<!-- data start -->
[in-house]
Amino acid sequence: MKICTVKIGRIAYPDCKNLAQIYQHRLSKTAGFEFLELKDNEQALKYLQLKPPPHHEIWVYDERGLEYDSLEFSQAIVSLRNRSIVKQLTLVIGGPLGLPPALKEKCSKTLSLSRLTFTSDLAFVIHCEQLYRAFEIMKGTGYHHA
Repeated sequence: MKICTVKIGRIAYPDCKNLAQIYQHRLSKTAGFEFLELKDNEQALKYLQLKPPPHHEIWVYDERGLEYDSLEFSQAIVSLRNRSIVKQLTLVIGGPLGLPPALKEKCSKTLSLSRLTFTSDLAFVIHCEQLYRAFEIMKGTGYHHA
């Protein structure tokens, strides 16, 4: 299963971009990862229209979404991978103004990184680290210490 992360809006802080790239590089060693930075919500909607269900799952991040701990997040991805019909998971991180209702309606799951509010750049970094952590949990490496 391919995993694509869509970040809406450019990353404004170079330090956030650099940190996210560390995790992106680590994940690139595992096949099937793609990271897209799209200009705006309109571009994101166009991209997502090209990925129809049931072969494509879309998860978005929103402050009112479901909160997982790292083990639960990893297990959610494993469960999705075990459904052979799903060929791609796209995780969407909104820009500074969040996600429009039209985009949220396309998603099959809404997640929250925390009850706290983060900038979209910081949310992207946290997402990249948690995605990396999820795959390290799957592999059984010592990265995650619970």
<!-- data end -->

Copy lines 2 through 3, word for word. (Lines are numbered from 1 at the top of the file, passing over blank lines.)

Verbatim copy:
Amino acid sequence: MKICTVKIGRIAYPDCKNLAQIYQHRLSKTAGFEFLELKDNEQALKYLQLKPPPHHEIWVYDERGLEYDSLEFSQAIVSLRNRSIVKQLTLVIGGPLGLPPALKEKCSKTLSLSRLTFTSDLAFVIHCEQLYRAFEIMKGTGYHHA
Repeated sequence: MKICTVKIGRIAYPDCKNLAQIYQHRLSKTAGFEFLELKDNEQALKYLQLKPPPHHEIWVYDERGLEYDSLEFSQAIVSLRNRSIVKQLTLVIGGPLGLPPALKEKCSKTLSLSRLTFTSDLAFVIHCEQLYRAFEIMKGTGYHHA